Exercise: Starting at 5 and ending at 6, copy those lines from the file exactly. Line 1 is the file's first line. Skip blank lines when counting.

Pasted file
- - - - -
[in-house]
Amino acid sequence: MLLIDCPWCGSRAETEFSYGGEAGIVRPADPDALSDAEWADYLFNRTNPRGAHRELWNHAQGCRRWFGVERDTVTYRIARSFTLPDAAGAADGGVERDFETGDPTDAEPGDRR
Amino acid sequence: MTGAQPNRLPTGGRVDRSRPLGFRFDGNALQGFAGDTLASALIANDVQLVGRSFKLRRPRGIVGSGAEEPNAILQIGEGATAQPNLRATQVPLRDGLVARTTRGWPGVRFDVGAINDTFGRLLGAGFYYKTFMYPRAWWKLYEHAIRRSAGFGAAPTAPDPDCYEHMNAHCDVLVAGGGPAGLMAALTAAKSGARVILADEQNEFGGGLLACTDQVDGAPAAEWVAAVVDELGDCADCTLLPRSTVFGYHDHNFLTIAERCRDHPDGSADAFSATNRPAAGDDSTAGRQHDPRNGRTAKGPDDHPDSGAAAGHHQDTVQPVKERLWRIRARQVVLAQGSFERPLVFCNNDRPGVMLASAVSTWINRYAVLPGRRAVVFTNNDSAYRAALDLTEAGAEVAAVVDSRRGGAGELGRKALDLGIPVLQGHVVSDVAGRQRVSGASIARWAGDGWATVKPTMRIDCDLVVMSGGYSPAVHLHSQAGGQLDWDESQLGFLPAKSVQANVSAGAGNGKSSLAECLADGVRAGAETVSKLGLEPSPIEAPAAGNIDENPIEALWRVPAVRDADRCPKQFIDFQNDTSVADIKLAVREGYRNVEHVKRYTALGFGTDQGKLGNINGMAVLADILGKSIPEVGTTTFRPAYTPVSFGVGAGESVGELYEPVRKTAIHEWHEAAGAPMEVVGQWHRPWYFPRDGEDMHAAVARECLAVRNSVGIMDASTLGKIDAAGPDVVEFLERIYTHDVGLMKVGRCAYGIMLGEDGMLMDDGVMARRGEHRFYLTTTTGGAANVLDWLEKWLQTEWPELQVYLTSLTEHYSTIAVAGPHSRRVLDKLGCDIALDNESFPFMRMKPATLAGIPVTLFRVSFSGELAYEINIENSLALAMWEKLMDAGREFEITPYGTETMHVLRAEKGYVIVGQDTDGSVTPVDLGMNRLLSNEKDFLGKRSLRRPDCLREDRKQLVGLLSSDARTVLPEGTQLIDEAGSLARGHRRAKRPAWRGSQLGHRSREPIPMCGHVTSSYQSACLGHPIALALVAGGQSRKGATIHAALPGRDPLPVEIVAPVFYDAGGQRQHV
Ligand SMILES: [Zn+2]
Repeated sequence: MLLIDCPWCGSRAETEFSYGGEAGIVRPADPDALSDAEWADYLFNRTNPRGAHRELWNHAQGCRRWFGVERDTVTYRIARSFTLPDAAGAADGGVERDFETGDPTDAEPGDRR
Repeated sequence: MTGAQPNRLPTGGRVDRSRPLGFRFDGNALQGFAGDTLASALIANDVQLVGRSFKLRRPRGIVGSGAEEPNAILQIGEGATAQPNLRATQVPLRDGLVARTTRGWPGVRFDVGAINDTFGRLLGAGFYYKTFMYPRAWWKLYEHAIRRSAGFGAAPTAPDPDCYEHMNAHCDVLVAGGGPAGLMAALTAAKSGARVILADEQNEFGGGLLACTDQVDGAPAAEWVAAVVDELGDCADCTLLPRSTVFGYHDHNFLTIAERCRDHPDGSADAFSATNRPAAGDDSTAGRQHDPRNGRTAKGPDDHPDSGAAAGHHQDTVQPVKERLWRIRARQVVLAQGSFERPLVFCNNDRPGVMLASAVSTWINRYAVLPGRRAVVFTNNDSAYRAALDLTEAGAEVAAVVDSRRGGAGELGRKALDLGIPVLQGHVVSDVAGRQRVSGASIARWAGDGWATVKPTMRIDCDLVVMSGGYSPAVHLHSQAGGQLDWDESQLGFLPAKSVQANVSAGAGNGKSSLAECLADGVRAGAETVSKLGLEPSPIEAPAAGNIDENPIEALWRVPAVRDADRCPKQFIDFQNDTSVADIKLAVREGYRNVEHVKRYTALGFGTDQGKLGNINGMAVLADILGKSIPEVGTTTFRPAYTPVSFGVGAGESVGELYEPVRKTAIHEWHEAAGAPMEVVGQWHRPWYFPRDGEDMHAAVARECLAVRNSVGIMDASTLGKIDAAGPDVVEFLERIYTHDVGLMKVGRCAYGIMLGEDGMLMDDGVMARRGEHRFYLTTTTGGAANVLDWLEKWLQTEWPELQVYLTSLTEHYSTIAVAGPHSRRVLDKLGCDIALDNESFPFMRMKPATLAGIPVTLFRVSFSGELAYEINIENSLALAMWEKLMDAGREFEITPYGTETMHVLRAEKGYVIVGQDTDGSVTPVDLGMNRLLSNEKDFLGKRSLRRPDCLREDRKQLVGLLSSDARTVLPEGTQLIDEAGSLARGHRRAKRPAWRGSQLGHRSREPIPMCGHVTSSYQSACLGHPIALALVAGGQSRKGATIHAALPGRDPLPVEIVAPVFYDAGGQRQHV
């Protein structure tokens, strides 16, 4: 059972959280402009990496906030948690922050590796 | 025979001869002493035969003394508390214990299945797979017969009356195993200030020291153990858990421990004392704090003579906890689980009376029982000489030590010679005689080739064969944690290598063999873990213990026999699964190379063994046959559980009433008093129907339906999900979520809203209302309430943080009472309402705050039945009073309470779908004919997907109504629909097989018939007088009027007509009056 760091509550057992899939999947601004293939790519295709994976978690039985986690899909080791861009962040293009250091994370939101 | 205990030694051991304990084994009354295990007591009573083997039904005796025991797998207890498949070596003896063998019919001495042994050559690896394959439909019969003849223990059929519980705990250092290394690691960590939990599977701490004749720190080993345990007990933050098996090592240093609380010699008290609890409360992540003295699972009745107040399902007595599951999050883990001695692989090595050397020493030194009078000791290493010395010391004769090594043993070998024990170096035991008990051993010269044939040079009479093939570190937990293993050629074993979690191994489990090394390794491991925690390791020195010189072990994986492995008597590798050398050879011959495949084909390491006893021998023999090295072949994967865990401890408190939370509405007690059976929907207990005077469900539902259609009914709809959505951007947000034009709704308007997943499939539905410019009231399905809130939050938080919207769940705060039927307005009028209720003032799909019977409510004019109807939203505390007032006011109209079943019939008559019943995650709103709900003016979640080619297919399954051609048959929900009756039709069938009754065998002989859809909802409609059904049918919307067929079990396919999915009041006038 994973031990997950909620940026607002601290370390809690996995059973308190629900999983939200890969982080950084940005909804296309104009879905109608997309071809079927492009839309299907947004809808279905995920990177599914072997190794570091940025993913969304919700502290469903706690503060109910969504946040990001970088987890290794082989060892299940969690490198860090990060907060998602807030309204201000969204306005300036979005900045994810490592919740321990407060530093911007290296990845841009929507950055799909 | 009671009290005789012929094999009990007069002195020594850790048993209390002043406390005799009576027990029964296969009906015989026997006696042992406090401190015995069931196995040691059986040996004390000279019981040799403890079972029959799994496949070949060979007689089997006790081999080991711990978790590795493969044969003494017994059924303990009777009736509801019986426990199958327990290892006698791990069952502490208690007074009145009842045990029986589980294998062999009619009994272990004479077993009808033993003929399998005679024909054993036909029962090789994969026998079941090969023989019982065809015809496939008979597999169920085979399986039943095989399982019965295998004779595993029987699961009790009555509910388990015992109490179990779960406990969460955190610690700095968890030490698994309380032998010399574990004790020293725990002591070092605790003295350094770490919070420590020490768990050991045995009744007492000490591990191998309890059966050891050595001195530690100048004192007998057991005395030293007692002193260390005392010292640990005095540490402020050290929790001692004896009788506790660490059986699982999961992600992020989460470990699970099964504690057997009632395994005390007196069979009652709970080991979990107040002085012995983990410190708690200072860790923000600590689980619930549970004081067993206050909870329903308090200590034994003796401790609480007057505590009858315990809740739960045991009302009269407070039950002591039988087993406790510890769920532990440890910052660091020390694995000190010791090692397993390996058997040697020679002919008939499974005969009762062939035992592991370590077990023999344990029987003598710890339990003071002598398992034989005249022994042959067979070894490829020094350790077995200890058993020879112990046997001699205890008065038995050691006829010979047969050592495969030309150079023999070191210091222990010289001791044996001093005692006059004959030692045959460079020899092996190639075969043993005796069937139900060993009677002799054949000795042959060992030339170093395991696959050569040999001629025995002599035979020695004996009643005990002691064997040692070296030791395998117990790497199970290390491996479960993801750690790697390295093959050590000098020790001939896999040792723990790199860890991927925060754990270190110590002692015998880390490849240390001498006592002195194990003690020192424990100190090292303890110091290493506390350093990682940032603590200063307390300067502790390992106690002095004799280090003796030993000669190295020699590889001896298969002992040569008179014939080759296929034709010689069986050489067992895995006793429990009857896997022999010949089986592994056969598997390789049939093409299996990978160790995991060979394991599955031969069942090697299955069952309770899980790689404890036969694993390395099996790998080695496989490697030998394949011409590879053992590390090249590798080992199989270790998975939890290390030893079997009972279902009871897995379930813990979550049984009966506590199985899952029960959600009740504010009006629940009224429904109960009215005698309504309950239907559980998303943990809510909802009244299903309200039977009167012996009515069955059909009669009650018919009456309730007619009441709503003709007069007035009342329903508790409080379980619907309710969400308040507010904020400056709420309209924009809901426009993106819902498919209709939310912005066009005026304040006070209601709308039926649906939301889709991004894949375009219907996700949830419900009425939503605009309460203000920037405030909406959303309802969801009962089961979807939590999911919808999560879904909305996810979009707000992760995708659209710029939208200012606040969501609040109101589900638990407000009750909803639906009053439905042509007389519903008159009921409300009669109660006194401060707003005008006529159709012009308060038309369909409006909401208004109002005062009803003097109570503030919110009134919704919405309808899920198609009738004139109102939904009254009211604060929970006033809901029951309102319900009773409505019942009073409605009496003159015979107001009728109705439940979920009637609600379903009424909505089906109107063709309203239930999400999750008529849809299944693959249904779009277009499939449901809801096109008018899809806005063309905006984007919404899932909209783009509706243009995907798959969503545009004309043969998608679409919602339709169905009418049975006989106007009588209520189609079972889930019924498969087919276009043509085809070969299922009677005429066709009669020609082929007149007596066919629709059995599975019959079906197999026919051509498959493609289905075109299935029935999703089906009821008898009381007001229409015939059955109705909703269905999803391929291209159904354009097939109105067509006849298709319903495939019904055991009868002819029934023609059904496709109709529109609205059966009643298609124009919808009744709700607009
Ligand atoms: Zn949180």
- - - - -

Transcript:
Repeated sequence: MLLIDCPWCGSRAETEFSYGGEAGIVRPADPDALSDAEWADYLFNRTNPRGAHRELWNHAQGCRRWFGVERDTVTYRIARSFTLPDAAGAADGGVERDFETGDPTDAEPGDRR
Repeated sequence: MTGAQPNRLPTGGRVDRSRPLGFRFDGNALQGFAGDTLASALIANDVQLVGRSFKLRRPRGIVGSGAEEPNAILQIGEGATAQPNLRATQVPLRDGLVARTTRGWPGVRFDVGAINDTFGRLLGAGFYYKTFMYPRAWWKLYEHAIRRSAGFGAAPTAPDPDCYEHMNAHCDVLVAGGGPAGLMAALTAAKSGARVILADEQNEFGGGLLACTDQVDGAPAAEWVAAVVDELGDCADCTLLPRSTVFGYHDHNFLTIAERCRDHPDGSADAFSATNRPAAGDDSTAGRQHDPRNGRTAKGPDDHPDSGAAAGHHQDTVQPVKERLWRIRARQVVLAQGSFERPLVFCNNDRPGVMLASAVSTWINRYAVLPGRRAVVFTNNDSAYRAALDLTEAGAEVAAVVDSRRGGAGELGRKALDLGIPVLQGHVVSDVAGRQRVSGASIARWAGDGWATVKPTMRIDCDLVVMSGGYSPAVHLHSQAGGQLDWDESQLGFLPAKSVQANVSAGAGNGKSSLAECLADGVRAGAETVSKLGLEPSPIEAPAAGNIDENPIEALWRVPAVRDADRCPKQFIDFQNDTSVADIKLAVREGYRNVEHVKRYTALGFGTDQGKLGNINGMAVLADILGKSIPEVGTTTFRPAYTPVSFGVGAGESVGELYEPVRKTAIHEWHEAAGAPMEVVGQWHRPWYFPRDGEDMHAAVARECLAVRNSVGIMDASTLGKIDAAGPDVVEFLERIYTHDVGLMKVGRCAYGIMLGEDGMLMDDGVMARRGEHRFYLTTTTGGAANVLDWLEKWLQTEWPELQVYLTSLTEHYSTIAVAGPHSRRVLDKLGCDIALDNESFPFMRMKPATLAGIPVTLFRVSFSGELAYEINIENSLALAMWEKLMDAGREFEITPYGTETMHVLRAEKGYVIVGQDTDGSVTPVDLGMNRLLSNEKDFLGKRSLRRPDCLREDRKQLVGLLSSDARTVLPEGTQLIDEAGSLARGHRRAKRPAWRGSQLGHRSREPIPMCGHVTSSYQSACLGHPIALALVAGGQSRKGATIHAALPGRDPLPVEIVAPVFYDAGGQRQHV